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Jack Greene

Wild About Utah Contributor
  • Those masked bandits raiding our gardens by night and bird feeders by day, who often wash their food (actually enhancing tactile experience), have human-like highly sensitive hands, love to eat chickens, as do I, and have a very clever brain- an animal full of contradictions much like us human animals.
  • What about birds? Why are they so alluring, so beloved by so many? Whatever the reasons, the bird is the word!
  • Looking ahead, Salt Lake City may once again host the winter Olympics in 2034. May our internationally renowned Great Salt Lake be present to welcome them, and may our snow be white and bright, not brown and gone, from a covering of dust blown from an empty lake bed.
  • Hundreds of people gathered at the Bear River Massacre site to plant trees and plants that were once sacred to the area. They came to heal the land, to offer some retribution for those whose bones had once littered some of these same grounds.
  • The intrinsic value of connecting to nature has been realized and capitalized. It’s becoming more common for health workers, both mental and physical, to subscribe nature as a potential cure for many ailments.
  • Shorebirds are a diverse group of birds including sandpipers, plovers, avocets, oystercatchers and phalaropes. There areapproximately 217 recognized species globally, 81 of which occur in the Americas for all or part of their lifecycle with 52 species breeding inNorth America, many of whom visit Utah.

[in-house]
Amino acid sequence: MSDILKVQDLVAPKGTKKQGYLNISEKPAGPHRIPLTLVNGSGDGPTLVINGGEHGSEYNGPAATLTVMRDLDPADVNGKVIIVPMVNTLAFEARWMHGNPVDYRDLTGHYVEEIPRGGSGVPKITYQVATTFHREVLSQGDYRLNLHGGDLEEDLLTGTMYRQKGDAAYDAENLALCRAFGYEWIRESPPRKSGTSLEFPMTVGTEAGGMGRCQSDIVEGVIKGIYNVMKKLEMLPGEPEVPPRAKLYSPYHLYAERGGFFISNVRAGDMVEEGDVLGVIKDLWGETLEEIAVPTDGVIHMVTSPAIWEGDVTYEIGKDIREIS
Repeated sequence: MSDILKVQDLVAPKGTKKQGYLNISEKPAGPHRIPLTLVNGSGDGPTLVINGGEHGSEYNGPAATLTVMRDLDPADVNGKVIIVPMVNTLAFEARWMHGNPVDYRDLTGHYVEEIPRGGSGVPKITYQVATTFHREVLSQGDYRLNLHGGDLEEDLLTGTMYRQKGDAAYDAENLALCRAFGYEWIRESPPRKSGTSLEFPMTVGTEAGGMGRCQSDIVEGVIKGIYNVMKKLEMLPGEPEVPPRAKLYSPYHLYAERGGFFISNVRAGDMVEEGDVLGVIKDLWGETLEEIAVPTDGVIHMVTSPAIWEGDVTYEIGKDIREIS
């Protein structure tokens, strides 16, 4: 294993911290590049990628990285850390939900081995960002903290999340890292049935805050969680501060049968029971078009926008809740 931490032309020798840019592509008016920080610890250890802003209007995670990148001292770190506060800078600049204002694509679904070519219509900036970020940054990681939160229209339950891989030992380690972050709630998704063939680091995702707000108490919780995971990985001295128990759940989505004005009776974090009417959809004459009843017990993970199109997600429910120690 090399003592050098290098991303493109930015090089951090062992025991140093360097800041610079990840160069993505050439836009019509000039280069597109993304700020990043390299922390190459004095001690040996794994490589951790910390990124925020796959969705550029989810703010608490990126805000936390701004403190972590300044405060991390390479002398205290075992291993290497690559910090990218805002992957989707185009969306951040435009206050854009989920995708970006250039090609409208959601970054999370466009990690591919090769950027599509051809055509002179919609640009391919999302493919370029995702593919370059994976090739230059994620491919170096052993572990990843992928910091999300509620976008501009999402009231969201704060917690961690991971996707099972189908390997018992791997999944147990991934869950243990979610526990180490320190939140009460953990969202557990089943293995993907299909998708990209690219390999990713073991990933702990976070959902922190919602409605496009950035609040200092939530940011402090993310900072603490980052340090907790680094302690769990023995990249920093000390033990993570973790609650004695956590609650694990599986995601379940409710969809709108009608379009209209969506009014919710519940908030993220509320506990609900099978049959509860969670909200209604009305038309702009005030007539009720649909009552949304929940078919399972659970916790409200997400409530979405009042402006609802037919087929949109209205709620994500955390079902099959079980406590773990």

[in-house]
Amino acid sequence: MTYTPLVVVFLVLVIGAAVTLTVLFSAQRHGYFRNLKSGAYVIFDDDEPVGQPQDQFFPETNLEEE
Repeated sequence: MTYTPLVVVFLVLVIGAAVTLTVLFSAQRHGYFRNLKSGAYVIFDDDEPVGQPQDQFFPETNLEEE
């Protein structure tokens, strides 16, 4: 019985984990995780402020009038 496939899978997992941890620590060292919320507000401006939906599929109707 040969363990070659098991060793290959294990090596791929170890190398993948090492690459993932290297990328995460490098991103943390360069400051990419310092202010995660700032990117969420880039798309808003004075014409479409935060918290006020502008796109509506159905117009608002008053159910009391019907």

• The normal range of the western tiger swallowtail covers much of western North America, from British Columbia to North Dakota in the north to Baja California and New Mexico south. Individuals occasionally turn up in eastern North America, though it is generally replaced by the similar eastern tiger swallowtail.
  • We have toxic plants here in Utah. One that is reported to have caused death in humans and livestock is the foothill death camas, one of a few extremely toxic plants found in our area, and a very common early spring plant throughout much of Utah’s foothills. Death camas plants include several species of Zigadenus. At least 15 species are native to North America and grow in all kinds of habitats: moist mountain valleys, dry hills, forest, grassland, and even coastal and marsh areas. There may be some variation in toxicity level from one species to the next, but ALL should be considered dangerous.
  • The benefits urban forests provide include jobs, higher property values, improved physical and mental health, pollution mitigation, heat mitigation, lower energy bills, safer streets, flood protection, and biodiversity. Trees connect communities, cultures, and generations.
  • Atmospheric rivers, “giant conveyor belts of water in the sky,” cause the moisture-rich “Pineapple Express” storm systems that come from the Pacific Ocean, especially Hawaii, several times annually and are more common in the winter.